It is interesting that in one of two a recent Elfshot blogs about scraping a seal hide that he suggests that this whole business is much more pleasant (by modern western standards anyway) if done when its cold outside, at least for sea mammals.


  3. Hi Tad,

    That picture you post makes it clear what a whole-body activity hide scraping is. Albright gives a figure of 2-4 hours by a woman of “full strength”, just for this scraping stage.

    I should have posted the following as well, showing Tahltan making stone tools ca. 1980. Again, it speaks to the strategic and knowing way that technology is adopted – if new is better (in all senses – function, cost), it gets used, but if stone and bone tools are better, then they persist to the end of the 20th century. Obviously it is not just a “rational decision”, and notions of practice and habit may well enter into it as well, but I have seen comparable comments on adoption of muskets – too many variables vs. a bow and arrow. Anyway, it’s a useful corrective to slack assumptions to see stone tools used in British Columbia in 1980, and possibly still.

    Tahltan woman making stone tools (source: Albright 1982):

    Working ends of three Tahltan stone-bitted hide scrapers, ca. 1980. Source: Albright 1982):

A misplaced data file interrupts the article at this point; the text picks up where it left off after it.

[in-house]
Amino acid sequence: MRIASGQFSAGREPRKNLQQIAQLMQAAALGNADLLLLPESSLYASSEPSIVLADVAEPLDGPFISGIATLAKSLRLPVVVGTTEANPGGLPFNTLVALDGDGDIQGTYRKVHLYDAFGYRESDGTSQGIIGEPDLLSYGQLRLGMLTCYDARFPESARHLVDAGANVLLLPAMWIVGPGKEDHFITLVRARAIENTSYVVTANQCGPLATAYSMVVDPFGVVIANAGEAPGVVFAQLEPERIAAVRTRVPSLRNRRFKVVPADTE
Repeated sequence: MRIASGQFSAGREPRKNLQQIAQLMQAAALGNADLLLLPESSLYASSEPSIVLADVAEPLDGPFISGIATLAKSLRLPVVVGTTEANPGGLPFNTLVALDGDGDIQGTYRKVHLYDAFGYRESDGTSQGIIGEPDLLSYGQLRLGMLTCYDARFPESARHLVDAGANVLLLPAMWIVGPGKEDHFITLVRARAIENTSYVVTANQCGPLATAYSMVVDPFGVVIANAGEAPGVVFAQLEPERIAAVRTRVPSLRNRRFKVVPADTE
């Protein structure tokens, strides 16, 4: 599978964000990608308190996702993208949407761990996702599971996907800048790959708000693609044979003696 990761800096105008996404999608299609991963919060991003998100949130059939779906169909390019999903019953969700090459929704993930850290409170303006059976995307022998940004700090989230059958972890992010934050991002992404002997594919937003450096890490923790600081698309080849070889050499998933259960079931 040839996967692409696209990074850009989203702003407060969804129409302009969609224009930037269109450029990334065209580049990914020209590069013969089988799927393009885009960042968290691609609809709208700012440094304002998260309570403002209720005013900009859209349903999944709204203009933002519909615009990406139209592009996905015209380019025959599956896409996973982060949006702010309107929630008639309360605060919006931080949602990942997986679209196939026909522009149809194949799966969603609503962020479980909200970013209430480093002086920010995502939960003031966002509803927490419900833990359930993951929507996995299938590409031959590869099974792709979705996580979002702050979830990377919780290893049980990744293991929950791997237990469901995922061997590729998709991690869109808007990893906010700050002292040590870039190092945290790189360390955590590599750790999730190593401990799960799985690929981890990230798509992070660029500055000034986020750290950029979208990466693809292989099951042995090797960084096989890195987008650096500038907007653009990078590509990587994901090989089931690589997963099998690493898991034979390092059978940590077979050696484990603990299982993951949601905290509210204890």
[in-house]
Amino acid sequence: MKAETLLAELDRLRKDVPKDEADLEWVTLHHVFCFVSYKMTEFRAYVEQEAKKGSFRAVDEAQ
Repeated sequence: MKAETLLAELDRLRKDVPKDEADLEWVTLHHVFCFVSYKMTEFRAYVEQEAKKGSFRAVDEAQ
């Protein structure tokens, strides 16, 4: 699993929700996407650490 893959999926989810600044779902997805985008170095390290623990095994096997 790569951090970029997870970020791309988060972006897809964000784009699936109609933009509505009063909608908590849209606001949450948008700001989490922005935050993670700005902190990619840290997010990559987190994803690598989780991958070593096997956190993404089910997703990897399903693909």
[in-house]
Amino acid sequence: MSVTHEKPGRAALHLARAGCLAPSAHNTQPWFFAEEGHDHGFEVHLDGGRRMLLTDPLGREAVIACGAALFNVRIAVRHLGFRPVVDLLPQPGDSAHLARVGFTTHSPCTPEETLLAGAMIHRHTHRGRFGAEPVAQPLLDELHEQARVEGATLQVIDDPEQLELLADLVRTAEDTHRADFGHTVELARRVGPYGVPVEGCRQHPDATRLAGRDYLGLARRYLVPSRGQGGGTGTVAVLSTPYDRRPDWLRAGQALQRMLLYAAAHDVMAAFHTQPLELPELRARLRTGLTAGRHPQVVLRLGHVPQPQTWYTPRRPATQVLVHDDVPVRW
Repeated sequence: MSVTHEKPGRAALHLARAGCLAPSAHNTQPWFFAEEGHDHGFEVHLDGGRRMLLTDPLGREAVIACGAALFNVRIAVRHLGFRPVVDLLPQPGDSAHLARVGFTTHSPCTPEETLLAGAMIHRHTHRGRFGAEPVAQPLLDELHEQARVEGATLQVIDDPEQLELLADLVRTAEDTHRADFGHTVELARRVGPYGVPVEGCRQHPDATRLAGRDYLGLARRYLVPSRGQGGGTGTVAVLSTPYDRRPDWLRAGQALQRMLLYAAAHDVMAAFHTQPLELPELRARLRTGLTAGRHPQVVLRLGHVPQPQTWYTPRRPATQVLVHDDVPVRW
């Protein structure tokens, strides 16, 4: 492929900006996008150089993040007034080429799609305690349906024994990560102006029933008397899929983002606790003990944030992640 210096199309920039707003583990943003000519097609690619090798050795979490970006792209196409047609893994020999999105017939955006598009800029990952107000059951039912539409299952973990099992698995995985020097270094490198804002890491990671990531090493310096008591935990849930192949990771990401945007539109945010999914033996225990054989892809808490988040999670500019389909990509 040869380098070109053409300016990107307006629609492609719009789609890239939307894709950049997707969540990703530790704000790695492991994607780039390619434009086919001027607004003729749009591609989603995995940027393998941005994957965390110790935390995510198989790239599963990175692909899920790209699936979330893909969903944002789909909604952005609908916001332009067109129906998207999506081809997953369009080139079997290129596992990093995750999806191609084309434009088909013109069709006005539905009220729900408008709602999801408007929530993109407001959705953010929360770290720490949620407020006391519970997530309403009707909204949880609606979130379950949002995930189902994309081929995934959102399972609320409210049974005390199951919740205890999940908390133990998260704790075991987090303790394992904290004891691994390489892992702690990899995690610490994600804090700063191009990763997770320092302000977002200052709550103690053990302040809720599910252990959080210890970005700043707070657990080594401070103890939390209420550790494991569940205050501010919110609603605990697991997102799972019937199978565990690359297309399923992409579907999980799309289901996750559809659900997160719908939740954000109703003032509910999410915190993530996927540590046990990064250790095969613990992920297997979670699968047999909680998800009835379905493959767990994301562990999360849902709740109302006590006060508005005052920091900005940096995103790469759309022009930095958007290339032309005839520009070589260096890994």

Tahltan person using a tagodi (thanks, Tad). Source: Albright 1982.

    Hi APM:

    I was mentally cataloguing SFU history thinking who might have been doing work in what looked to me more like the Yukon or NWT as well, and drew a blank – but nice digging!

    That elfshot blog is indeed excellent and fascinating:


  4. Your comments on adaptive use of stone tool technology reminds of something that George MacDonald told me many years ago, though I do not know his source for the information. He said that the Tsimshian women working in the canneries on the Skeena in the lat 1800’s and I think well into the 20th Century used cortex spall tools in preference to steel knives. If I remember correctly this was because they were easier to grip when covered in fish slime.


  5. A touch more digging gets us to the following article, co-authored by Barbara Winter now of the SFU Museum. I can’t access the whole article but the google snippet seems to indicate John Shae was one of her Dene teachers.